Resilient Capital Program to Build Social Enterprise Sector

Resilient Capital Program to Build Social Enterprise Sector

Save-on-Meats, Corporate Knights and Atira Property Management first recipients

VANCOUVER - When restaurateur Mark Brand was offered an opportunity to take over Save-on-Meats, a butcher shop and diner that served as an anchor in Vancouver’s Downtown Eastside, he’d been an entrepreneur long enough to know what his biggest challenge would be: accessing capital.

Mark already opened successful Gastown restaurants, including Boneta and the Diamond, both funded on a shoestring: credit cards and small loans from family and friends. His later companies Catalog Creative and Sea Monster Sushi also received funding from people he knew that were willing to help out.

Restaurants were a risk, and especially after the recession the banks weren’t interested. Mark recalls applying for a $25,000 loan for the Diamond from one of Canada’s major banks after one year of good business and “impeccably good credit,” to be declined.

So when Mark was approached to reopen Save-on-Meats, which occupies a large-three storey building in an underserved neighbourhood, he understood the true costs of making it happen. Mark was intrigued about its possibility, a business that served the Downtown Eastside and downtown residents, but knew accessing capital was still the roadblock.

That’s when he was recommended to speak with Vancity and its community investment division.

According to Mark, Vancity loved the idea, and put him in touch with other Downtown Eastside businesses in order to gain support and build out the business model.

When Mark felt confident in his plans to reopen Save-on-Meats as a full on social enterprise — providing affordable and healthy food, hiring people from the area, and serving as a community kitchen — he reapproached Vancity asking for $500,000 to make the project a reality. He remembers being taken aback, even a little scared, when they agreed to invest in the project.

Save-on-Meats was the first recipient of Vancity and the Vancouver Foundation’s Resilient Capital program, a high-impact investment fund to help build resilient communities by making up to $15 million of patient capital available to organizations tackling social and environmental challenges.

Vancity community capital vice-president Garth Davis says the loans, which range from $100,000 to $1.5 million, can begin to fill the gap most social entrepreneurs face, the in-between period of receiving a grant to help get the concept off the ground, and running the business long enough to establish a track record where conventional debt, such as mortgages and lines of credit, are available.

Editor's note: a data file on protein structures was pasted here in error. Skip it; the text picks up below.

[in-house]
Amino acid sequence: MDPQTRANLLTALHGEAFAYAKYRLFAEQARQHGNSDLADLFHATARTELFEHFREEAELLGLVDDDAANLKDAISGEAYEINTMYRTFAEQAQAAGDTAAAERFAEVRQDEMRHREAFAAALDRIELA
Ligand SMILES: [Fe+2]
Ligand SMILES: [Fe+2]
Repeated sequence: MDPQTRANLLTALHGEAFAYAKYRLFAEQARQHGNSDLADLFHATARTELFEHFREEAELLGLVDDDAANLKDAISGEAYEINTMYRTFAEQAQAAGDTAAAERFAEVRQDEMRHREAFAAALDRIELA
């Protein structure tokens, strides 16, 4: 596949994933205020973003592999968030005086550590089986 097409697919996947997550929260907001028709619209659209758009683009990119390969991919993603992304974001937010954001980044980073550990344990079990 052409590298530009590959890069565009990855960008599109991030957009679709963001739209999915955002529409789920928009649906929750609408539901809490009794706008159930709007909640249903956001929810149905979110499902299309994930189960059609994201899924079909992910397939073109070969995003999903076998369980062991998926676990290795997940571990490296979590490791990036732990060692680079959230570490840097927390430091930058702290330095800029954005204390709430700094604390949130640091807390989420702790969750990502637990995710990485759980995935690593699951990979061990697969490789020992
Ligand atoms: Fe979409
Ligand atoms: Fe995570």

By offering more flexible timelines and lower interest rates, social enterprise receives the leg-up it needs, says Garth.

“For us at Vancity it’s really about moving the whole sector forward," he says. 

“Having today, an excess of 10 million of funding available for social enterprises that are tackling some of our more challenging social and environmental problems in B.C., that to me is just such an exciting thing.”

Garth adds they are also hoping the Resilient Capital program will serve as a leader other financial institutions and cities can draw from with similar programs launching across North America. It's a direction Canada's largest credit union has been moving towards for several years in its mission to create thriving communities.

“It’s going to take some time to prove out this model but we wouldn’t be doing it if we didn’t think it was going to prove out,” says Garth.

The Resilient Capital program was formerly launched Nov. 25 and has made three investments to date: Save-on-Meats, Atira Property Management and Corporate Knights. 

— More to come

Related Story:
Resilient Fund, Collabetition Launch at B.C. Innovation Summit

If you have feedback on this article, please contact the newsroom at 800-294-0051, or e-mail camille(at)axiomnews.ca

Writer Bio

Camille Jensen's picture
Camille Jensen

Camille Jensen is an employee share ownership consultant with ESOP Builders, Canada’s largest provider of employee share ownership plans (ESOPs) for small- and medium-sized enterprises.

Prior to joining ESOP Builders, Camille was a generative journalist and team member at Axiom News. She credits her time at Axiom as fundamental to her understanding that business is one of the best opportunities to make a difference in the world.

Camille is a B.C. Partner for Social Impact and volunteer with Okanagan Changemakers.

Reprint This Story

Axiom News content is licensed under a Creative Commons Attribution-NonCommercial-NoDerivs 3.0 Unported License. Stories may be reprinted in their entirety with permission and when appropriately credited.

Please contact Axiom News at
1-800-294-0051 for more information.